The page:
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Bank sees itself as a saviour but locals say Anglo is root of all evil

DETAILS of the military precision used to plan Anglo's swoop on the Quinn Group are going down like a lead balloon in the locality, but then it doesn't take much to trigger anti-Anglo sentiment in Sean Quinn's heartland these days.

Listening to some locals, Anglo (or alternately, financial regulation boss Matthew Elderfield) is the root of all evil and the root of all the woes in the Quinn Group and Quinn Insurance Limited (QIL).

The elephant in the room, though, is how would things have panned out if Anglo and the Central Bank hadn't stepped in? And would the Quinn businesses have been strong enough to withstand the financial storm and keep their thousands of employees in jobs?

Locals say the Quinn businesses would have been just fine. The manufacturing group is turning pre-tax profits of about €100m a year. And the insurance company has been spectacularly profitable and is being dragged down by unreasonable assumptions about the cost of future claims. Anglo, though, sees itself as the Quinn businesses' saviour rather than the aggressor that's perceived in the locality.

While the Quinn manufacturing companies are running a pre-tax profit, the Quinn Group has a €1.34bn debt pile "which, quite simply, the group could not service", according to chairman Pat O'Neill.

The restructuring deal agreed as part of the Anglo takeover sees manufacturing business "permanently relieved" of €500m of debt giving the "necessary financial stability" for the group to grow.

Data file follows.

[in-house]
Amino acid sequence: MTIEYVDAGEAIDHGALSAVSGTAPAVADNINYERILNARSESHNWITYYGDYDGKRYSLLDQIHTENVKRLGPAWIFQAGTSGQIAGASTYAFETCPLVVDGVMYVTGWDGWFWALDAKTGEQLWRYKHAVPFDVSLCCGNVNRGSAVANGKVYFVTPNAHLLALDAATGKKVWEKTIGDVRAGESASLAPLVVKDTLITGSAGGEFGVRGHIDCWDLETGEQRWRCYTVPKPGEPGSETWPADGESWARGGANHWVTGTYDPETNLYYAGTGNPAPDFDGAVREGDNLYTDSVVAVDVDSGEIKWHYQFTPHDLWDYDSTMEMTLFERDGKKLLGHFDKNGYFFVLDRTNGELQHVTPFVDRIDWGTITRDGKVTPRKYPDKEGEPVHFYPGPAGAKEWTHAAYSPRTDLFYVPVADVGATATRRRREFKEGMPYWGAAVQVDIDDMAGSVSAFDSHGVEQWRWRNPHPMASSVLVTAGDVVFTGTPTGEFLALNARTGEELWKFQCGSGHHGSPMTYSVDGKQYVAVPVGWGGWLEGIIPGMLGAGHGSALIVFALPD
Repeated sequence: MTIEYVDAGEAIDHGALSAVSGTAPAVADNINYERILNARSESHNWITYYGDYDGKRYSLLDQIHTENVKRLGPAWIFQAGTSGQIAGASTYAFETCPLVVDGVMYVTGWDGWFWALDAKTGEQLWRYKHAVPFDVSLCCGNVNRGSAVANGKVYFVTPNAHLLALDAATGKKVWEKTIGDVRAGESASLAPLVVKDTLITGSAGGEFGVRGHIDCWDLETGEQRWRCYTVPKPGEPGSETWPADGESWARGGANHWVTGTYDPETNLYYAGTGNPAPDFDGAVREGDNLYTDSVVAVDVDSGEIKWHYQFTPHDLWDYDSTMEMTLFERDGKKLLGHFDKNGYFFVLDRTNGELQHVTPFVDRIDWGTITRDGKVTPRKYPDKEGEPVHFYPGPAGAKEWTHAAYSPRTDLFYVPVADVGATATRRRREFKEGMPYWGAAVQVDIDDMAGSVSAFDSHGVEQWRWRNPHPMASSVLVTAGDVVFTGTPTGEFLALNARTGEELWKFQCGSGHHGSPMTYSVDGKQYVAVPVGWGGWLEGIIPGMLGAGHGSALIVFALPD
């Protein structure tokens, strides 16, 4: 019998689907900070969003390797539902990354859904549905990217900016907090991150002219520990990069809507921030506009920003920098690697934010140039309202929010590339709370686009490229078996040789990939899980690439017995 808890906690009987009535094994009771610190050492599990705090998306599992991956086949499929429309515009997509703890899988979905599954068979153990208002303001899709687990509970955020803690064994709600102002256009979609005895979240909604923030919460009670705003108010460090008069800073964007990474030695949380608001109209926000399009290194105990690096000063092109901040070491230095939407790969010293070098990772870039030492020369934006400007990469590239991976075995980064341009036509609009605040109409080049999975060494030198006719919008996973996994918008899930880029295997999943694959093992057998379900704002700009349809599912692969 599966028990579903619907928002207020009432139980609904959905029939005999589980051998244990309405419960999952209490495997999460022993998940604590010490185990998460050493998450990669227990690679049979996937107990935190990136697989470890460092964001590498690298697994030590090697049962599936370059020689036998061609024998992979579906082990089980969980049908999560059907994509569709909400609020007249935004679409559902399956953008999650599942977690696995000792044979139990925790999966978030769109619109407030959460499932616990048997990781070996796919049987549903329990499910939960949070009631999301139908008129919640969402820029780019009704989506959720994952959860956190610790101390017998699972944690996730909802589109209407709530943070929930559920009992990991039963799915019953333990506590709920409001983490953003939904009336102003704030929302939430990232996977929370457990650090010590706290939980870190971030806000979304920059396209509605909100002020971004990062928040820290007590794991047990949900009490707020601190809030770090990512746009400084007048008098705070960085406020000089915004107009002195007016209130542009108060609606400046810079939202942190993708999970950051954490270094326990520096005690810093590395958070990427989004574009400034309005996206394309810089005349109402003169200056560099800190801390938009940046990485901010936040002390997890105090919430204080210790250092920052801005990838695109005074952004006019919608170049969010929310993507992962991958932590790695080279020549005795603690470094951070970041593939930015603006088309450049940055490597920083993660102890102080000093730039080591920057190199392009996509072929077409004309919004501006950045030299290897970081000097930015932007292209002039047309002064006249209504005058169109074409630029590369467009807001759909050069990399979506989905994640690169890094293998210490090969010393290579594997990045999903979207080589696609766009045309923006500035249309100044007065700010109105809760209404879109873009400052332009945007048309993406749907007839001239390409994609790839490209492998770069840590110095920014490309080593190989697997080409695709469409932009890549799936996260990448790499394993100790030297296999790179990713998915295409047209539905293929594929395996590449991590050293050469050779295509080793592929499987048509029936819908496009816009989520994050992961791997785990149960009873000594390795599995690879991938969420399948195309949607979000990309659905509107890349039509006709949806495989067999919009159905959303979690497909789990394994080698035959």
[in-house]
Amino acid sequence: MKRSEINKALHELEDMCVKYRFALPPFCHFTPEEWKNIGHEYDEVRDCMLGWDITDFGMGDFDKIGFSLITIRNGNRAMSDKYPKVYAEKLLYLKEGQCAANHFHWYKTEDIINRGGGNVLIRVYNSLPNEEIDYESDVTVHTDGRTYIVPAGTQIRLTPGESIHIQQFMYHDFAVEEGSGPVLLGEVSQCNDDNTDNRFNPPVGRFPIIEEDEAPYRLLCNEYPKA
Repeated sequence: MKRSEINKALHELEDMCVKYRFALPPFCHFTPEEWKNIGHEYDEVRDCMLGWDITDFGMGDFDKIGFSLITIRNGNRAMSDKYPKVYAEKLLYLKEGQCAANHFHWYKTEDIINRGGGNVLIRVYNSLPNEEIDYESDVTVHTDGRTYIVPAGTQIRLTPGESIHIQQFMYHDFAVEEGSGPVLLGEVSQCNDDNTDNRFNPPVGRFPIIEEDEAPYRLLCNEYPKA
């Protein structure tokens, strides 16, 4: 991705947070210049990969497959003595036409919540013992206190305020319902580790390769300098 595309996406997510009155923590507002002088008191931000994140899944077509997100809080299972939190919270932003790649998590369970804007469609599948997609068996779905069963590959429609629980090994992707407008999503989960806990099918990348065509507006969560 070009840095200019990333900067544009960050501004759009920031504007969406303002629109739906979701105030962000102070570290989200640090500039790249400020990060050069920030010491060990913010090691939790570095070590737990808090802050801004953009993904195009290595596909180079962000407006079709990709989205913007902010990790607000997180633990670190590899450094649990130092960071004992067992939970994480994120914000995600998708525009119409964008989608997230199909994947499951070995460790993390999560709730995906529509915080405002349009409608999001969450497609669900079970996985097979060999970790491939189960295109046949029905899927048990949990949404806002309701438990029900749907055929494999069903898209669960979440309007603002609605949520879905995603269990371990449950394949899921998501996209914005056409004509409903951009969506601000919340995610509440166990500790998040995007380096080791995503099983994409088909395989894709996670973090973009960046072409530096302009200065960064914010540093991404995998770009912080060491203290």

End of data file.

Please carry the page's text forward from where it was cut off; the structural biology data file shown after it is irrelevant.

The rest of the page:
"There will be no job losses from or related to this restructuring and it will help to protect jobs," Mr O'Neill added in his statement attached to the Quinn Group's recently filed accounts. Could the Quinn Group have given the same commitment under its original ownership structure?

The restructuring has also gotten the manufacturing company a five-year financing deal, something most companies would bite their right hand off for in the current environment.

Crucially, Anglo insists there are no plans to sell any business or close any plants -- something some fear could have happened if the group had been auctioned off to pay down debt.

That sell-off is the only obvious alternative to the current deal, if you accept the contention that the Quinn Group's debt was unmanageable. Would that have panned out better than a takeover by Anglo and the bondholders?

Over at Quinn Insurance, the arguments about the adequacy of reserves are pretty technical, but the simple point remains -- if you don't satisfy the regulator on your reserves, then you don't get to sell insurance here.

A Quinn family-owned Quinn Insurance didn't satisfy the regulator and has yet to try to convince a court that the regulator's demands were unreasonable.

In that context, a change of ownership was necessary for the company to continue trading.

The Anglo/Liberty deal may be unpopular, but would it have been better if the Cavan insurer had been bought by any of Zurich or Travellers, which have sizable operations here already?

Irish Independent